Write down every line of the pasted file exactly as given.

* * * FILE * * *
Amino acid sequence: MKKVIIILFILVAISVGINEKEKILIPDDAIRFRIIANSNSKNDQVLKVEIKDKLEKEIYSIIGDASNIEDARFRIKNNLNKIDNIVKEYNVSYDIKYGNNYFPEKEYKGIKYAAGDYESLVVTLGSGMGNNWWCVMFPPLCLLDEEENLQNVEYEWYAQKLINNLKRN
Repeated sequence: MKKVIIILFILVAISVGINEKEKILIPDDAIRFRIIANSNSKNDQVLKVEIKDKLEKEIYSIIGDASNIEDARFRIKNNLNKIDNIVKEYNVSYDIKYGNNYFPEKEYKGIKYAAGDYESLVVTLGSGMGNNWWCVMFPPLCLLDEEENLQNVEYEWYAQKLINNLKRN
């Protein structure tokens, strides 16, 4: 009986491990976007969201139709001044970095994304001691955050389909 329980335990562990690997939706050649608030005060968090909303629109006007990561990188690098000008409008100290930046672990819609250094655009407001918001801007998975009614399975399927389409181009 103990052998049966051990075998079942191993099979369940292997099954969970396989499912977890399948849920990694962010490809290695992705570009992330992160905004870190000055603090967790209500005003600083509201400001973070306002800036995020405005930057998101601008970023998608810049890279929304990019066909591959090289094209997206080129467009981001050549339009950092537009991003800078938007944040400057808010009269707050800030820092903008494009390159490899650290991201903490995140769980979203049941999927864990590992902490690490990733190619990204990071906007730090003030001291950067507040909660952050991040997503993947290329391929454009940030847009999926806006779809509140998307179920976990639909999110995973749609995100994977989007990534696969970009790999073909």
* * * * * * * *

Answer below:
Amino acid sequence: MKKVIIILFILVAISVGINEKEKILIPDDAIRFRIIANSNSKNDQVLKVEIKDKLEKEIYSIIGDASNIEDARFRIKNNLNKIDNIVKEYNVSYDIKYGNNYFPEKEYKGIKYAAGDYESLVVTLGSGMGNNWWCVMFPPLCLLDEEENLQNVEYEWYAQKLINNLKRN
Repeated sequence: MKKVIIILFILVAISVGINEKEKILIPDDAIRFRIIANSNSKNDQVLKVEIKDKLEKEIYSIIGDASNIEDARFRIKNNLNKIDNIVKEYNVSYDIKYGNNYFPEKEYKGIKYAAGDYESLVVTLGSGMGNNWWCVMFPPLCLLDEEENLQNVEYEWYAQKLINNLKRN
């Protein structure tokens, strides 16, 4: 009986491990976007969201139709001044970095994304001691955050389909 329980335990562990690997939706050649608030005060968090909303629109006007990561990188690098000008409008100290930046672990819609250094655009407001918001801007998975009614399975399927389409181009 103990052998049966051990075998079942191993099979369940292997099954969970396989499912977890399948849920990694962010490809290695992705570009992330992160905004870190000055603090967790209500005003600083509201400001973070306002800036995020405005930057998101601008970023998608810049890279929304990019066909591959090289094209997206080129467009981001050549339009950092537009991003800078938007944040400057808010009269707050800030820092903008494009390159490899650290991201903490995140769980979203049941999927864990590992902490690490990733190619990204990071906007730090003030001291950067507040909660952050991040997503993947290329391929454009940030847009999926806006779809509140998307179920976990639909999110995973749609995100994977989007990534696969970009790999073909």